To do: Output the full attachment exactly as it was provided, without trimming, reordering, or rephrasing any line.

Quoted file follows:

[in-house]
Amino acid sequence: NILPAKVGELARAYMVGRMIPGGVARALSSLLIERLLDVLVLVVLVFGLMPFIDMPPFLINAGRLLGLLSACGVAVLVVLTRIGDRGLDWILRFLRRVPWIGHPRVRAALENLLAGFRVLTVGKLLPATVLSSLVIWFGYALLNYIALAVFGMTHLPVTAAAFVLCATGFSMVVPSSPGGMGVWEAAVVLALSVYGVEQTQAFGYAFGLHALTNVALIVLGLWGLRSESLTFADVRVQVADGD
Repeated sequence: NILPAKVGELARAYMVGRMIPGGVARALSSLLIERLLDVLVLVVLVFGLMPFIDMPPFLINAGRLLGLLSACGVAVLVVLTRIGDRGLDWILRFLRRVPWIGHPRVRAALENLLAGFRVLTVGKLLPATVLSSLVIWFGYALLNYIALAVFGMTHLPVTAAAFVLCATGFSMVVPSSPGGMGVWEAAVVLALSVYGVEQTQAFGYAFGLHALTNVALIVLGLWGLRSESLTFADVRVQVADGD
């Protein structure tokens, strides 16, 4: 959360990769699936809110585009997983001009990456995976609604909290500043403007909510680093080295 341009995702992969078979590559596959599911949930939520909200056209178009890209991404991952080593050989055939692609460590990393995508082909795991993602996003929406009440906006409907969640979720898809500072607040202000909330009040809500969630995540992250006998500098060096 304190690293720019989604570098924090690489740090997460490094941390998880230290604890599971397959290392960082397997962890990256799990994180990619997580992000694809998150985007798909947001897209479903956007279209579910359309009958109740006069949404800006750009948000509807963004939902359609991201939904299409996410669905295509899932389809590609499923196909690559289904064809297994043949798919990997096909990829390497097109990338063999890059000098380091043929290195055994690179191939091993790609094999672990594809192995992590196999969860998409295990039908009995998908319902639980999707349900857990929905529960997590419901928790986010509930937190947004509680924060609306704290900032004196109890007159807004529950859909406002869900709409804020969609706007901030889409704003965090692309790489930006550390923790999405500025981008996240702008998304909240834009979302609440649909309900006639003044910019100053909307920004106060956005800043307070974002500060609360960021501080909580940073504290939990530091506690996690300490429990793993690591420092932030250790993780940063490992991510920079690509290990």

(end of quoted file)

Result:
[in-house]
Amino acid sequence: NILPAKVGELARAYMVGRMIPGGVARALSSLLIERLLDVLVLVVLVFGLMPFIDMPPFLINAGRLLGLLSACGVAVLVVLTRIGDRGLDWILRFLRRVPWIGHPRVRAALENLLAGFRVLTVGKLLPATVLSSLVIWFGYALLNYIALAVFGMTHLPVTAAAFVLCATGFSMVVPSSPGGMGVWEAAVVLALSVYGVEQTQAFGYAFGLHALTNVALIVLGLWGLRSESLTFADVRVQVADGD
Repeated sequence: NILPAKVGELARAYMVGRMIPGGVARALSSLLIERLLDVLVLVVLVFGLMPFIDMPPFLINAGRLLGLLSACGVAVLVVLTRIGDRGLDWILRFLRRVPWIGHPRVRAALENLLAGFRVLTVGKLLPATVLSSLVIWFGYALLNYIALAVFGMTHLPVTAAAFVLCATGFSMVVPSSPGGMGVWEAAVVLALSVYGVEQTQAFGYAFGLHALTNVALIVLGLWGLRSESLTFADVRVQVADGD
């Protein structure tokens, strides 16, 4: 959360990769699936809110585009997983001009990456995976609604909290500043403007909510680093080295 341009995702992969078979590559596959599911949930939520909200056209178009890209991404991952080593050989055939692609460590990393995508082909795991993602996003929406009440906006409907969640979720898809500072607040202000909330009040809500969630995540992250006998500098060096 304190690293720019989604570098924090690489740090997460490094941390998880230290604890599971397959290392960082397997962890990256799990994180990619997580992000694809998150985007798909947001897209479903956007279209579910359309009958109740006069949404800006750009948000509807963004939902359609991201939904299409996410669905295509899932389809590609499923196909690559289904064809297994043949798919990997096909990829390497097109990338063999890059000098380091043929290195055994690179191939091993790609094999672990594809192995992590196999969860998409295990039908009995998908319902639980999707349900857990929905529960997590419901928790986010509930937190947004509680924060609306704290900032004196109890007159807004529950859909406002869900709409804020969609706007901030889409704003965090692309790489930006550390923790999405500025981008996240702008998304909240834009979302609440649909309900006639003044910019100053909307920004106060956005800043307070974002500060609360960021501080909580940073504290939990530091506690996690300490429990793993690591420092932030250790993780940063490992991510920079690509290990």